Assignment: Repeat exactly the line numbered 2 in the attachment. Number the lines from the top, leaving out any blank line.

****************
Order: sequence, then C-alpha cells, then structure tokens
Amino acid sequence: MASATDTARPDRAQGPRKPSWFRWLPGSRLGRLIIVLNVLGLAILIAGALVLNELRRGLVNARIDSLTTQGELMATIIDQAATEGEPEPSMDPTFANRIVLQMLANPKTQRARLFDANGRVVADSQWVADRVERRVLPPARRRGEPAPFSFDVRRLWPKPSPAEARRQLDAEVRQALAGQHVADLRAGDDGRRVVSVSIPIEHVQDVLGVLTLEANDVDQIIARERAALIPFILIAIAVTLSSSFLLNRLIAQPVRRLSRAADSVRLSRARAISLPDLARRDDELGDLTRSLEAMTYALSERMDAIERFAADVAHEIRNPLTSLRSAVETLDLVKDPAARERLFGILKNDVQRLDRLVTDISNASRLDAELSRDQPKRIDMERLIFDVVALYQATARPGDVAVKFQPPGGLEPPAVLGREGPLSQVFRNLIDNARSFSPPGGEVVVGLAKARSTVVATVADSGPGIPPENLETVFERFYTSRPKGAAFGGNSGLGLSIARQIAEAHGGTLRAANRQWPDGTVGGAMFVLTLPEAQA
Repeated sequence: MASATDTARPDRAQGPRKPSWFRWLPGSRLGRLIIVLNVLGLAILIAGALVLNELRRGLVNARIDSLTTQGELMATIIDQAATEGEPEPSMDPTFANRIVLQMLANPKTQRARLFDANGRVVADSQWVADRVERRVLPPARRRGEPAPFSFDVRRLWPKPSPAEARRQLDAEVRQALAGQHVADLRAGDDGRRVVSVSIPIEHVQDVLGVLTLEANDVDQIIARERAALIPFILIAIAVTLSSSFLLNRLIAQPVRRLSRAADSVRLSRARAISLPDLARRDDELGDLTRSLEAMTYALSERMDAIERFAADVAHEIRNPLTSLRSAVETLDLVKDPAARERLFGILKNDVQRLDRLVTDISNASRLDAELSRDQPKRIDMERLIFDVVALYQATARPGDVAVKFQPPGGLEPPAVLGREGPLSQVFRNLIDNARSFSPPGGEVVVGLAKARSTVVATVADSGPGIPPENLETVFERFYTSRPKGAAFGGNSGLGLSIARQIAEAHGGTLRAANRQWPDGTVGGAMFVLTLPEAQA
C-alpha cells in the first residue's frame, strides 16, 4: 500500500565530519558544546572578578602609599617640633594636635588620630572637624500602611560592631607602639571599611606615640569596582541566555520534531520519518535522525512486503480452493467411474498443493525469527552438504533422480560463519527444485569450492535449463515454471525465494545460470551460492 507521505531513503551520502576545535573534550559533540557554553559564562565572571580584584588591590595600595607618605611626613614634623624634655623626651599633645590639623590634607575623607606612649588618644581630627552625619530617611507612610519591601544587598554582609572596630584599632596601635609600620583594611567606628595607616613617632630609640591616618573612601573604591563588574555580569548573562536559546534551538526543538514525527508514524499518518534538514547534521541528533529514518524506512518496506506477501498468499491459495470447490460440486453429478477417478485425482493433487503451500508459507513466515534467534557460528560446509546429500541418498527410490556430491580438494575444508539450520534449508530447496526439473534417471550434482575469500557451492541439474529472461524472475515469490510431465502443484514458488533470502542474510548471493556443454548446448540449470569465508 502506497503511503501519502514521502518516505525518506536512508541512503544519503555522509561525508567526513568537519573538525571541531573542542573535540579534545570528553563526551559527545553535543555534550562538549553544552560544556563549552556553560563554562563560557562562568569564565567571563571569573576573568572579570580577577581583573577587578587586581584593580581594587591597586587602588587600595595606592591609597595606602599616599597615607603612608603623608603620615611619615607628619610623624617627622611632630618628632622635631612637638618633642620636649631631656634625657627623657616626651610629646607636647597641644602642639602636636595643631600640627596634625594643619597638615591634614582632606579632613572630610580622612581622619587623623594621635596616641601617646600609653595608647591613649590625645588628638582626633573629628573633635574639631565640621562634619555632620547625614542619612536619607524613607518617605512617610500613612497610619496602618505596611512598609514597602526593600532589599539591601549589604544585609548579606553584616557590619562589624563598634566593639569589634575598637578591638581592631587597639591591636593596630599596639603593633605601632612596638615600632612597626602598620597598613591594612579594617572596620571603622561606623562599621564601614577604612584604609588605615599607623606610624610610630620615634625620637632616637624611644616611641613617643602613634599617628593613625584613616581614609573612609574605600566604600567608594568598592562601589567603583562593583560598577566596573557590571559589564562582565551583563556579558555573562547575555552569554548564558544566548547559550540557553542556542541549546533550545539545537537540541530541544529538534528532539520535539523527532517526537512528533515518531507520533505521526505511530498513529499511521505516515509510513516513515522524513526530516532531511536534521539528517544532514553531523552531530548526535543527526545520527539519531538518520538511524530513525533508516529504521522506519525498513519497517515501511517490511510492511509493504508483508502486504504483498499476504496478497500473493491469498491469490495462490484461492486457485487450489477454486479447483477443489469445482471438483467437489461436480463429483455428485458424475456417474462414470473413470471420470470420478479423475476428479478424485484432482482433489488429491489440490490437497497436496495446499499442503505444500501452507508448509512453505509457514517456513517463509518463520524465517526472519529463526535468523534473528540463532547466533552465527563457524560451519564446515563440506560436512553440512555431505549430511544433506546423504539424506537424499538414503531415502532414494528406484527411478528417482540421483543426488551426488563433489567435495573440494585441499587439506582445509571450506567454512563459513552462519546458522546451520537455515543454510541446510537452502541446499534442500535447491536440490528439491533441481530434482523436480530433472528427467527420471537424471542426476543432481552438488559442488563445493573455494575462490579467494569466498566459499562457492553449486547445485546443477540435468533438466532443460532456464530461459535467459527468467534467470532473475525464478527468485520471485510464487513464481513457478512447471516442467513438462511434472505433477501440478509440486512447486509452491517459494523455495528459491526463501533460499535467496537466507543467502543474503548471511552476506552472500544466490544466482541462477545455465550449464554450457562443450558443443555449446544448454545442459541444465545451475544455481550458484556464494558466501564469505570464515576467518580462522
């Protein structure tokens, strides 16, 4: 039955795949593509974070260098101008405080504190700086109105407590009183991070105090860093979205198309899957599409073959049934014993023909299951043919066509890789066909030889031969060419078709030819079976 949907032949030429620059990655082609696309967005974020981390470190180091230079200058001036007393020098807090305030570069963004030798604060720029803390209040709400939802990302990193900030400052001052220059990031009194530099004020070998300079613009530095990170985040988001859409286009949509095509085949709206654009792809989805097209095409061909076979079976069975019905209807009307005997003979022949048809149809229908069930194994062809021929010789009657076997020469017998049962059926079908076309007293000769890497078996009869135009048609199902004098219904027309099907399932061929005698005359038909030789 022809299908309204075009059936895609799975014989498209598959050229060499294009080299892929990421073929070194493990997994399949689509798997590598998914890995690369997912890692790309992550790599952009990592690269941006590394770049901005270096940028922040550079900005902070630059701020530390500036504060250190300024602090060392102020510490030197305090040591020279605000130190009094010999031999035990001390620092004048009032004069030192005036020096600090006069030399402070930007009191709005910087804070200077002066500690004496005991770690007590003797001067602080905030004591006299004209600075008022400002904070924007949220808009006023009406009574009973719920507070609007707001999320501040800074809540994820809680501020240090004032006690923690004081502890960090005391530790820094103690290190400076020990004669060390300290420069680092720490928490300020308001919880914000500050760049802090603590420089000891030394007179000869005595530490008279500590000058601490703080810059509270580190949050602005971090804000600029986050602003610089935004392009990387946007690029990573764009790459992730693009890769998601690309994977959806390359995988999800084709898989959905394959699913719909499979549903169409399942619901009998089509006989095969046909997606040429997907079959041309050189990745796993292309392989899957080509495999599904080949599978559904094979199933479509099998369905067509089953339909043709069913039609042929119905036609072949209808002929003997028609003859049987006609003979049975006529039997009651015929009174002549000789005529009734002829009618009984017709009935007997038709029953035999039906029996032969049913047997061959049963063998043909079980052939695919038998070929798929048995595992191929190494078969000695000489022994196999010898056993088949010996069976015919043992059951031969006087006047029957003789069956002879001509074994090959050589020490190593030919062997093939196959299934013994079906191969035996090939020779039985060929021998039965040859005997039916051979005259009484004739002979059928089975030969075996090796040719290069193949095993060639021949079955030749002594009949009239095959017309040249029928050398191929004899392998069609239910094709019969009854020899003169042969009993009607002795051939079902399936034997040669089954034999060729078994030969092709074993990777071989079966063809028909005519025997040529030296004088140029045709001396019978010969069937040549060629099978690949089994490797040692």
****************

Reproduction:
Amino acid sequence: MASATDTARPDRAQGPRKPSWFRWLPGSRLGRLIIVLNVLGLAILIAGALVLNELRRGLVNARIDSLTTQGELMATIIDQAATEGEPEPSMDPTFANRIVLQMLANPKTQRARLFDANGRVVADSQWVADRVERRVLPPARRRGEPAPFSFDVRRLWPKPSPAEARRQLDAEVRQALAGQHVADLRAGDDGRRVVSVSIPIEHVQDVLGVLTLEANDVDQIIARERAALIPFILIAIAVTLSSSFLLNRLIAQPVRRLSRAADSVRLSRARAISLPDLARRDDELGDLTRSLEAMTYALSERMDAIERFAADVAHEIRNPLTSLRSAVETLDLVKDPAARERLFGILKNDVQRLDRLVTDISNASRLDAELSRDQPKRIDMERLIFDVVALYQATARPGDVAVKFQPPGGLEPPAVLGREGPLSQVFRNLIDNARSFSPPGGEVVVGLAKARSTVVATVADSGPGIPPENLETVFERFYTSRPKGAAFGGNSGLGLSIARQIAEAHGGTLRAANRQWPDGTVGGAMFVLTLPEAQA